|The 1966 Gibson Byrdland that Jerry Garcia gave to his friend Perry Lederman in August, 1979 (the photo is from the site of the auctioneers, Gruhn Guitars)|
One marker of Garcia's true feelings about music was his generosity towards fellow musicians, particularly friends from his past who had not had the success of the Grateful Dead to buttress their lives. Much of Garcia's generosity was mundane, if important: sharing the take at bar gigs, appearing on people's records to create some sort of buzz or insuring that friends had a chance to open for the Dead or Garcia when the opportunities presented themselves. Here and there, however, some of Garcia's acts of generosity gave interesting insights into the value he placed on music and fellow musicians. One such act of generosity has to do with a guitar that Jerry Garcia gave to an obscure guitarist named Perry Lederman. It's an interesting, nice story, which can be found on the web if you are looking for it, but I am going to look at it from the point of view of what it illuminates about Garcia.
Perry Lederman was born in Brooklyn, NY, moved briefly to Ann Arbor in 1959, and then spent the 60s and 70s in Berkeley. Up until the early 60s, sophisticated finger picking on the guitar was a mysterious art, occasionally heard on record but all but impossible to learn. The few that knew were like high priests of an obscure, forgotten religion. By all accounts, in the early 60s, when the likes of Jerry Garcia and Jorma Kaukonen were still figuring things out, Perry Lederman was one of the finest fingerpickers in the country. There is very little recorded evidence of his work, but it seems to have been a profoundly advanced form of blues, perhaps comparable to some of Jorma's work with acoustic Hot Tuna.
By the mid-60s, Lederman had become fascinated with Indian music, and his performances were often extended raga-like performances on a 3/4 size electric guitar. Needless to say, in 1965 very few people were playing 20 minute guitar instrumentals, and only Lederman was playing them on a 3/4 size electric guitar. There were actually a few players who did such things, Sandy Bull and John Fahey being the most prominent in America, and a guy named Davy Graham in England. Lederman was apparently as great as any of these people, and a true original. Fahey was based in Berkeley, for the most part, and along with some other amazing unheard musicians like Steve Mann and Tom Hobson, Lederman was part of a small circle of players in the Bay Area that newly arrived guitar players looked up to.
A similar learning process was going on with bluegrass music. A small number of musicians from the suburbs, rather than Appalachia, like David Grisman (Hackensack, NJ) and Jerry Garcia (Menlo Park, CA) had become fascinated with the sophisticated picking in bluegrass. While there were bluegrass masters to learn from, much of the learning was still largely self-taught. The more blues oriented players, while building on classic records by the likes of Skip James and Rev Gary Davis, were traveling in more uncharted territory. As far as is generally known, Jorma Kaukonen is usually cited as someone who learned from the brilliant blues style pickers just a few years older than him (like Steve Mann and Ian Buchanan), and Garcia is usually framed as someone who aspired to be Earl Scruggs or Bill Keith on the banjo, rather than as a bluesy guitar picker.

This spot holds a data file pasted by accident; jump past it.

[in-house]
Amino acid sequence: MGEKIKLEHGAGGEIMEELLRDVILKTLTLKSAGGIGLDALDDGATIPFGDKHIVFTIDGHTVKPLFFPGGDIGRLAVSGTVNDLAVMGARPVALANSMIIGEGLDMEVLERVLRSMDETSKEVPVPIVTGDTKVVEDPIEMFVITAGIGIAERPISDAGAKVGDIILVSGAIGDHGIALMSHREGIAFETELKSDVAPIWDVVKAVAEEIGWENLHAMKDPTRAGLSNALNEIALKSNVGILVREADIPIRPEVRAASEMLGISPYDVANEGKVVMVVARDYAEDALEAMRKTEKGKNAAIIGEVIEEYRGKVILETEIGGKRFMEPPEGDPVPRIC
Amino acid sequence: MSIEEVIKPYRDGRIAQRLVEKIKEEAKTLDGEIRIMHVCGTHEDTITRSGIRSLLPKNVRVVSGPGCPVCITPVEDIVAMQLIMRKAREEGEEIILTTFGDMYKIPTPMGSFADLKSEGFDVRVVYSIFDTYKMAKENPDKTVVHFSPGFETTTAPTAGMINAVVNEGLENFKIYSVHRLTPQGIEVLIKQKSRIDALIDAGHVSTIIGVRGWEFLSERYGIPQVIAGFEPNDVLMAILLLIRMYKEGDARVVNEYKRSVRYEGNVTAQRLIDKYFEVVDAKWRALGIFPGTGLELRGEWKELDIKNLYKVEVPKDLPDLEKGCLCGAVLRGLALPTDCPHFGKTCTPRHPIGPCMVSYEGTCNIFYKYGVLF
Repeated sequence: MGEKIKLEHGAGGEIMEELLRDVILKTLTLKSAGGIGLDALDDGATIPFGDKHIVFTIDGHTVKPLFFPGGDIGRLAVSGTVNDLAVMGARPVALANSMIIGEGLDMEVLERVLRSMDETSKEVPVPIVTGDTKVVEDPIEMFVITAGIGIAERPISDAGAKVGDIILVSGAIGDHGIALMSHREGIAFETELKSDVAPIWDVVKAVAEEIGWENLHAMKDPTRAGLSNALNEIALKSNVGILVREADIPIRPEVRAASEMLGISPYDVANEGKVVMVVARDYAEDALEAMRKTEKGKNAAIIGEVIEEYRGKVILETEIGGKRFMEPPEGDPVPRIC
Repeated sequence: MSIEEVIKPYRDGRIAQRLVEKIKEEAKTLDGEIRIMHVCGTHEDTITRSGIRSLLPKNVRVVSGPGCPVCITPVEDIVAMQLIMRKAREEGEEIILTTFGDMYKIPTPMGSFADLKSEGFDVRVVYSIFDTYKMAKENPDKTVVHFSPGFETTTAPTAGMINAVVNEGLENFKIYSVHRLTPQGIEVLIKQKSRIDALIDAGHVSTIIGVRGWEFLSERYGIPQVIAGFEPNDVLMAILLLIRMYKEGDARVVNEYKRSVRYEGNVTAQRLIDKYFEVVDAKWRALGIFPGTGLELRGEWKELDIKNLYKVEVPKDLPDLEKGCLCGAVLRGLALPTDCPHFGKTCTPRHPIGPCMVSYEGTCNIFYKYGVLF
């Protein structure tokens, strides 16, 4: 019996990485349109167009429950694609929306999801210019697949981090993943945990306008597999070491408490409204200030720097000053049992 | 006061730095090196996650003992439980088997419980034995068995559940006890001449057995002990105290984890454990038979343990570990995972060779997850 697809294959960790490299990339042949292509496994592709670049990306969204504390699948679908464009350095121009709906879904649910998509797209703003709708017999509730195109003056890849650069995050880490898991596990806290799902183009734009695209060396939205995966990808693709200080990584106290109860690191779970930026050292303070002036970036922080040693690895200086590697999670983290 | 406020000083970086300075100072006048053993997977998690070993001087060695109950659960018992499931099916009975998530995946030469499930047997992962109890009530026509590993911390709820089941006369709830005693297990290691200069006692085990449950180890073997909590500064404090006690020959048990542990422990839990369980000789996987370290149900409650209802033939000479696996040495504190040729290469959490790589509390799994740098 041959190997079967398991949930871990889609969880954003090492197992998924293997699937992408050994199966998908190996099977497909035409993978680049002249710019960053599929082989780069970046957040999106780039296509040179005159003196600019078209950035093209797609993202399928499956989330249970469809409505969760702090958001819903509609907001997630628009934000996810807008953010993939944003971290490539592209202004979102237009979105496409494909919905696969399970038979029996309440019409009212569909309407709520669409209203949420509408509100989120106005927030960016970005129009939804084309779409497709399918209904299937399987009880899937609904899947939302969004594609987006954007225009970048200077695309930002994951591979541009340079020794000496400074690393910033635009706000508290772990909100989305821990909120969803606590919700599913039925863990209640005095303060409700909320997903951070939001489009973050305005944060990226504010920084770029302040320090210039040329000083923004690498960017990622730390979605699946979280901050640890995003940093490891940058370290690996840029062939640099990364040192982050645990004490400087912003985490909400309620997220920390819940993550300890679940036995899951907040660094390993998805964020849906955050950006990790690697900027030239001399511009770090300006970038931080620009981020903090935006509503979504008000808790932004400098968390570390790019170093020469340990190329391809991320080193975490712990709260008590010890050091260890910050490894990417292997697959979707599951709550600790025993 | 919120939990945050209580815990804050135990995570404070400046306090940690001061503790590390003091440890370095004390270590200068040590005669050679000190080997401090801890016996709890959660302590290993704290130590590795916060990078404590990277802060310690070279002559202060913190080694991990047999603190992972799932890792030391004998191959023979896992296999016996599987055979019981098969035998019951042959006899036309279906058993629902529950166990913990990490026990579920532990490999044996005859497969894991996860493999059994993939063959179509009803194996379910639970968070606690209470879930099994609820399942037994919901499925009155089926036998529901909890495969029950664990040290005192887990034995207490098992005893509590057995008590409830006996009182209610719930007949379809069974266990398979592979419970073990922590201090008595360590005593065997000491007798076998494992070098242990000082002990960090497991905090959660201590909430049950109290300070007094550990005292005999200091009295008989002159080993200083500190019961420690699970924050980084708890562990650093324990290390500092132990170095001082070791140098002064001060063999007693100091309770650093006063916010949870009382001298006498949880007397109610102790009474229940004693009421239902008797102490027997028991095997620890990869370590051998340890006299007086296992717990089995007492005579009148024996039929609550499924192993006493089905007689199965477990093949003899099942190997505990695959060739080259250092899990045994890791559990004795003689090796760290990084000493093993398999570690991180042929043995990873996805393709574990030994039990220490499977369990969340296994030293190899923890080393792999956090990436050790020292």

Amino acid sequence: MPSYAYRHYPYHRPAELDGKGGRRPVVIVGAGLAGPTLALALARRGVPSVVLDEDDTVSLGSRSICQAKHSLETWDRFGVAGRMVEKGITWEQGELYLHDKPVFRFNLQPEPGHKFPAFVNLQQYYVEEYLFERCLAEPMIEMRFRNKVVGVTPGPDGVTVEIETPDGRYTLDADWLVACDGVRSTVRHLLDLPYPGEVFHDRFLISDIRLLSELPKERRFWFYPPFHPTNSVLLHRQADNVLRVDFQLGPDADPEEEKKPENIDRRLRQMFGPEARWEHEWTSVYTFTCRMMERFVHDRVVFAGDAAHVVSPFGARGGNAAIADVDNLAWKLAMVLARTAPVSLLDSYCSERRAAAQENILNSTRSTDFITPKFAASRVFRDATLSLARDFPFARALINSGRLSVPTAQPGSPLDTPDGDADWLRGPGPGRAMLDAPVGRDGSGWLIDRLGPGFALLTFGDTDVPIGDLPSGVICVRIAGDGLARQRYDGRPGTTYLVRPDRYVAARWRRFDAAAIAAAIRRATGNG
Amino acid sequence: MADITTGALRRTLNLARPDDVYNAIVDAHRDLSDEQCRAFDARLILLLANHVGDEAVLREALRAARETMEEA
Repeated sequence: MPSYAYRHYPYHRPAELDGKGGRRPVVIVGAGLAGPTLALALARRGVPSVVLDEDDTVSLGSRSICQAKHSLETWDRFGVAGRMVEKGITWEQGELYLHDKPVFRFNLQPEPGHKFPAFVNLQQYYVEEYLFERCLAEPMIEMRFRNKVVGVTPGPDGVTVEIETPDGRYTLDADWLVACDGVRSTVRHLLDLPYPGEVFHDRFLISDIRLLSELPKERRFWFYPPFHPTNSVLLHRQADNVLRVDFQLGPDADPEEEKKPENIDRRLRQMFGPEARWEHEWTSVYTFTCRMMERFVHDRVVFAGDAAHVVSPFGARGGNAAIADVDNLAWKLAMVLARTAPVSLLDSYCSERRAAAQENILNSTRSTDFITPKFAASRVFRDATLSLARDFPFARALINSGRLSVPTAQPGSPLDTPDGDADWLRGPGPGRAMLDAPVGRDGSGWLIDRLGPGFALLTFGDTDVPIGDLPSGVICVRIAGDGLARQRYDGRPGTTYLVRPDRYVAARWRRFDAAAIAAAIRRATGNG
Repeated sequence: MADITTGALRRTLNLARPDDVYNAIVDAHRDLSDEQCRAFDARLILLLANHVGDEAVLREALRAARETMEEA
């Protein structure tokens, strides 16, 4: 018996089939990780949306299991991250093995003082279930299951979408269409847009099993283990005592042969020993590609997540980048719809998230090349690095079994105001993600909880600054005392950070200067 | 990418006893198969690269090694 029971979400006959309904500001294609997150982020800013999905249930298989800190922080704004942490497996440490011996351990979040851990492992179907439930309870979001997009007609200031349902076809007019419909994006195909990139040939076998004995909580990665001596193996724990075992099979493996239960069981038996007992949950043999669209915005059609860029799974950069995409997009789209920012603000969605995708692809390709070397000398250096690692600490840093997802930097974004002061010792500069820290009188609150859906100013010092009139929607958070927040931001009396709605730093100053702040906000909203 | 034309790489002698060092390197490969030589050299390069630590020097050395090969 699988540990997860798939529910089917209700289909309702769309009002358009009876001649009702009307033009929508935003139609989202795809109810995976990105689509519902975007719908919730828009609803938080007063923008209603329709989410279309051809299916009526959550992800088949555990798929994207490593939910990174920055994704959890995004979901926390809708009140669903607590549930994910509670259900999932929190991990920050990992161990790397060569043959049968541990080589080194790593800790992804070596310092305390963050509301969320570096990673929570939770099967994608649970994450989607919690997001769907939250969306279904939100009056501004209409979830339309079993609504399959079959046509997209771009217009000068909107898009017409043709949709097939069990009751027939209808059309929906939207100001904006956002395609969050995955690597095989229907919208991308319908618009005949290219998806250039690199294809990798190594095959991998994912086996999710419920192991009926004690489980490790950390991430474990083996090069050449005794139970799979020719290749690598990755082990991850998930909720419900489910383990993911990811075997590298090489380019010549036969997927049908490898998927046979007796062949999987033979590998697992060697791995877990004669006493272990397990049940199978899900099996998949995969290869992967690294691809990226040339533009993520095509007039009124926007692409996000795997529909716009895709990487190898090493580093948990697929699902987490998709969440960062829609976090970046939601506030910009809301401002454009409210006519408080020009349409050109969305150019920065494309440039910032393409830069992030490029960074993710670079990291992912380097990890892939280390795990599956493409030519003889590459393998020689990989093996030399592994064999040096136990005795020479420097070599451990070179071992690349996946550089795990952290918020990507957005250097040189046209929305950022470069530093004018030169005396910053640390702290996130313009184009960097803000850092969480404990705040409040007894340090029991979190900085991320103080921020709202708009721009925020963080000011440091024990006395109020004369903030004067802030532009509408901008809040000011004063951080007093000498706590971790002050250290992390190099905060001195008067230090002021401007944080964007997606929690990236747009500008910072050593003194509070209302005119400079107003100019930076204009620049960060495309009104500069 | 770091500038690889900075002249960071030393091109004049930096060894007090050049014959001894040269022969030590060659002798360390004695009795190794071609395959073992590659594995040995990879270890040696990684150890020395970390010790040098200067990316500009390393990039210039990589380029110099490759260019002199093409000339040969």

Lederman apparently spent the latter half of the 1960s and the early 70s studying Indian music with Ali Akbar Khan. Lederman did not make his living from music, nor apparently had he ever done so. As a result, he dropped off the radar entirely. In 1979, Lederman's house burned down and he lost everything he had. A plea went out to all his friends for help. Garcia was one of those friends who responded.
Jerry Garcia and Perry Lederman
It seems that when Garcia heard that Lederman had lost everything in a fire, his first concern was that Lederman would have no instrument to play. This may seem like projection, in that Garcia's first concern after a fire would have been his lack of an instrument, but by what accounts there are of Lederman's life, Garcia was probably right. The first thing Lederman needed was a guitar, and Garcia gave him one. By 1979, Garcia wasn't rich, but he was definitely doing alright. He gave Lederman a 1966 Gibson Byrdland guitar with a Gretsch headstock (a picture of the actual guitar can be seen above).
The nice part of this story was that Garcia and Lederman, who had apparently been friends in the early 60s, stayed in touch over the remaining years. As Garcia became more famous, the guitar became more valuable by virtue of having been associated with Garcia. In 1992, Garcia sent Lederman a signed note authenticating the guitar as a gift. In 1994, when the Dead played Boston Garden, Lederman and his family were invited backstage to see Jerry, This is no small point--by 1994, about half of Boston wanted to be invited backstage to meet with Jerry, but Lederman and his family got the call.
Lederman died of Hodgkins Lymphoma in 1995. Before he died, he had finally put together a privaely released cd from some of his tapes. While apparently an extremely nice man, he hadn't left his family much. Conveniently, however, since Garcia had given him a guitar 15 years earlier, it had only increased in value. It was auctioned off to the tune of $40,000, and even Garcia's authentication letter garnered $1500. Lederman was obscure, but he had impressed Garcia, and a gift freely given from one musician to another turned out to be a boon to the recipient's family as well.
A Private Garcia
My focus for this post is not on Garcia's generosity, which was admirable and has been well-documented, but on the different insights that the Perry Lederman story gives us about how Garcia actual thought about things that mattered to him. From that perspective, Garcia's relationship with Perry Lederman is surprisingly informative.
First of all, let's think about the formation of Jerry Garcia as a musician in the early 60s. It's a common metaphor, encouraged by Garcia himself, that his principal musical aspiration in those days was the bluegrass banjo, as played by the likes of Earl Scruggs and Bill Keith. Similarly, its a commonplace to identify Jorma Kaukonen as the aspiring young bluesman, striving to sound like the Reverend Gary Davis, under the tutelage of the likes of Ian Buchanan. Garcia is always associated with the young bluegrass players in the Bay Area, and Jorma with the young bluesmen.